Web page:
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Essay: Little Women by Louisa May Alcott

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  • Subject area(s): Literature essays
  • Reading time: 4 minutes
  • Price: Free download
  • Published: 8 October 2015*
  • File format: Text
  • Words: 997 (approx)
  • Number of pages: 4 (approx)

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The novel Little Women by Louisa May Alcott is about four girls living in the Civil War Era. While living in this time period, they have to deal with their father being away in the war and not being as fortunate as others around them. Each of the girls has their own personal battles, and the others around them help the girls to overcome those, and become ‘little women’. Watching Meg, Jo, Beth, and Amy overcome their burdens is what has made this book a timeless read for women, and even men, for many years.
The book begins with the girls on the morning of Christmas, a holiday that is a time for happiness and selflessness. They start the morning by complaining about their problems, and how they will each buy themselves a present, since they wouldn’t be getting one from their mother. They soon realize that this is not what the holiday is about and buy Marmee, their mother, a Christmas present. Throughout the story, the little women befriend their wealthy neighbor, Laurie Lawerence who becomes a longtime friend to the March family.
While Marmee goes to help Mr. March in the Civil War, Beth is diagnosed with scarlet fever and Amy goes to live with Aunt March. Meg, the eldest sister, marries Laurie’s tutor, Mr. Brooke. Jo moves to New York, in hopes of giving Beth and Laurie a chance to fall in love and to write. She meets Professor Bhaer in New York, who gives her a Shakespeare book for Christmas. Jo goes home in the summer, and Laurie tells her how he feels, and she does not feel the same way. Soon, Laurie goes to Europe where Amy is, and Beth dies from scarlet fever. Laurie and Amy fall in love and get engaged as well as Professor Bhaer and Jo.
Jo March is the second eldest sister and the main character in the book. She isn’t as ladylike as the rest of the March sisters and isn’t afraid to say how she really feels. We see this when Laurie asks for her hand in marriage and she declines. She ends marrying Professor Bhaer, who shares the same interests in literature. Jo is a very independent person, unlike most of the other girls in this story. I enjoy how Jo is different than those around her, and isn’t afraid to stand out.
I consider myself to be very similar to Jo March. Growing up, I was a tomboy, much like Jo. I was always closer with boys than girls and dressed like a boy too. I have had a strong friendship with a guy my whole life similar to Jo’s relationship with Laurie. On occasion, I enjoy dressing up with my girl friends, but it is not always enjoyable for me as much as it is for them. Fashion is definitely not my strong suit. Also, Jo always has a strong opinion about things, and I can relate to that because I always have to put my two cents in. Unalike, I do not enjoy literature, which Jo is very passionate about. I am more of a science and math kind of person. I think that the character of Jo is an easy person to relate to in this novel.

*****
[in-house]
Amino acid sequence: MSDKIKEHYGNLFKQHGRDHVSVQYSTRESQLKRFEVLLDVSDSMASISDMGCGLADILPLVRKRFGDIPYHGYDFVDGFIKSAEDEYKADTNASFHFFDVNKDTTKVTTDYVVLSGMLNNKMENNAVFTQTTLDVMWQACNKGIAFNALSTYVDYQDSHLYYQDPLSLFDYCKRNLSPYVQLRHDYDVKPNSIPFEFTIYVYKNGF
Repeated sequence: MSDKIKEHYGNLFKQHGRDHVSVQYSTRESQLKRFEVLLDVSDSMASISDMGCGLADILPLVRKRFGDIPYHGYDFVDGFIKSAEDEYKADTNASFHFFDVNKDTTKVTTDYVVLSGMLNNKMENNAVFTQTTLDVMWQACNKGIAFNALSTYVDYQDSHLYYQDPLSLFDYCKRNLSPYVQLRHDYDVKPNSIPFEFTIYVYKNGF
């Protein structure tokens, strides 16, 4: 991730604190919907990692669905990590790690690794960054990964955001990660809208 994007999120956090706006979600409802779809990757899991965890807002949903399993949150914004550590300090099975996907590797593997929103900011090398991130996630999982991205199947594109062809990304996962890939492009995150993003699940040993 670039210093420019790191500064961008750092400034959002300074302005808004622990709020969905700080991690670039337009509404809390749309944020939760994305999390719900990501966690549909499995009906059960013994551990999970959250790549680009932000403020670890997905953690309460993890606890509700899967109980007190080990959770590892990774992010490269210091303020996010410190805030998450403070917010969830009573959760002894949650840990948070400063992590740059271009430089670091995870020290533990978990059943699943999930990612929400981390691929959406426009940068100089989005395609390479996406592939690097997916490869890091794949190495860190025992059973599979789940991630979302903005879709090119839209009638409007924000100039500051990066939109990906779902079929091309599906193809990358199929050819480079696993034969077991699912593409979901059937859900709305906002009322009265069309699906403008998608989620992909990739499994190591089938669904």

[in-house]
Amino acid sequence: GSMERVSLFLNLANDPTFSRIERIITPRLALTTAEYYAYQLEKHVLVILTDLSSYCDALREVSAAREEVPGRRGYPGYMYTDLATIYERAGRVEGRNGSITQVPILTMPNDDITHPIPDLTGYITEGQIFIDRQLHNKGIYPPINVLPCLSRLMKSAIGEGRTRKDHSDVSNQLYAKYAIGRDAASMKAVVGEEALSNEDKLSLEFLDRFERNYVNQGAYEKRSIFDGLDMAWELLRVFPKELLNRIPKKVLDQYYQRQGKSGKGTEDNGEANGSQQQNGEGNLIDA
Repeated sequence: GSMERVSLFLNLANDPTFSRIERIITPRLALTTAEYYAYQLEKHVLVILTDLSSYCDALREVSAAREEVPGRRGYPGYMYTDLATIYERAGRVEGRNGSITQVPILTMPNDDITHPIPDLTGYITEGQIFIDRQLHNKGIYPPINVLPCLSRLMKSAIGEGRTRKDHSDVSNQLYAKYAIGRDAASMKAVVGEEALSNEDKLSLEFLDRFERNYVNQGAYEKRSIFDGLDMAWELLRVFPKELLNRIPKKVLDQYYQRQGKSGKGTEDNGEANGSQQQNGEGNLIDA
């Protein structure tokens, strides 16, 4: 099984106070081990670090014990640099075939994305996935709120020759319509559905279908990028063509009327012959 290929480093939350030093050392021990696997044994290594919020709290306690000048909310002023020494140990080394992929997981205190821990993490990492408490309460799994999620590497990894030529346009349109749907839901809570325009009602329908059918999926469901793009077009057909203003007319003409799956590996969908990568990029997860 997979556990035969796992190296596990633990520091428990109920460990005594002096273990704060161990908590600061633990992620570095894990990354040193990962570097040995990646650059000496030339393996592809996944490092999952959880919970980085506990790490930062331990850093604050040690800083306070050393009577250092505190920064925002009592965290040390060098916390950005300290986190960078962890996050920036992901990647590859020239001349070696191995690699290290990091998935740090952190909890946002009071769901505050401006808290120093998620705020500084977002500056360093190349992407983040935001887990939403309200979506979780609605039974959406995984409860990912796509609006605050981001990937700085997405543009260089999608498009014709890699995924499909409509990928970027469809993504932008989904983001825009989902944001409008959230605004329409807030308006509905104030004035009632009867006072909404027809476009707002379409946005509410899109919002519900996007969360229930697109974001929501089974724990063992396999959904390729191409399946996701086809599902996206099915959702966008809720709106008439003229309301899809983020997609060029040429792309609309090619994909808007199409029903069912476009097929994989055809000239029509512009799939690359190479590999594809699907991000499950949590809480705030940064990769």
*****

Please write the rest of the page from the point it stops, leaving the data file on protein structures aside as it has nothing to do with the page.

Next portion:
Little Women by Louisa May Alcott can be related to The Adventures of Huckleberry Finn by Mark Twain. The main characters, Jo and Huck are both young and independent people during the same time period. They both meet someone to guide them on their adventures. Jo’s being Fredrick Bhaer and Huck’s being Jim. Jim acts like a father to Huck in the novel, and makes him realize that the South’s view on African Americans isn’t accurate. In Jo’s case, Fredrick encourages her aspirations in writing. They are also both an example of a coming of age novel.
A historical connection that I made from this book and what we studied so far this year is the Civil War. Both of these took place in the same time, which is the early 1860s. During our study of the Civil War we learned that the men in the families went to work in the war, much like Mr. March. Mr. March was a Union chaplain, which means he taught the catholic religion to the Union military. Because Mr. March was away, it left the rest of the family poor, which happened often during the years of the Civil War.
I noticed that in this book, the women didn’t get a college education; the only person who did was Laurie. This came to me as a problem because at that time women were not seen as being other than housewives, while men were the only educated ones. Now, it is the norm for both women and men to get a college education, but we still see men at a higher level of profession than women. Since the time period of this book, opportunities for women have gotten better, but there are still things that could be resolved.
I did enjoy reading this book because even though it was from the 19th century, I could relate myself to a character, which I didn’t think I would be able to do. The only thing that I did not like about this book was that it was lengthy for what the resolution of the story was. I enjoyed how the story ended with everyone being happy and marrying someone that shared interests with them. Jo and Professor Bhaer share an interest in literature while Amy and Laurie share an interest in art. The message that I took away from it was that if you set your mind to something then you can achieve it, like Jo with her love for writing. I would definitely recommend this story because I think it has a cool aspect of being relatable 150 years later, no matter how old you are.

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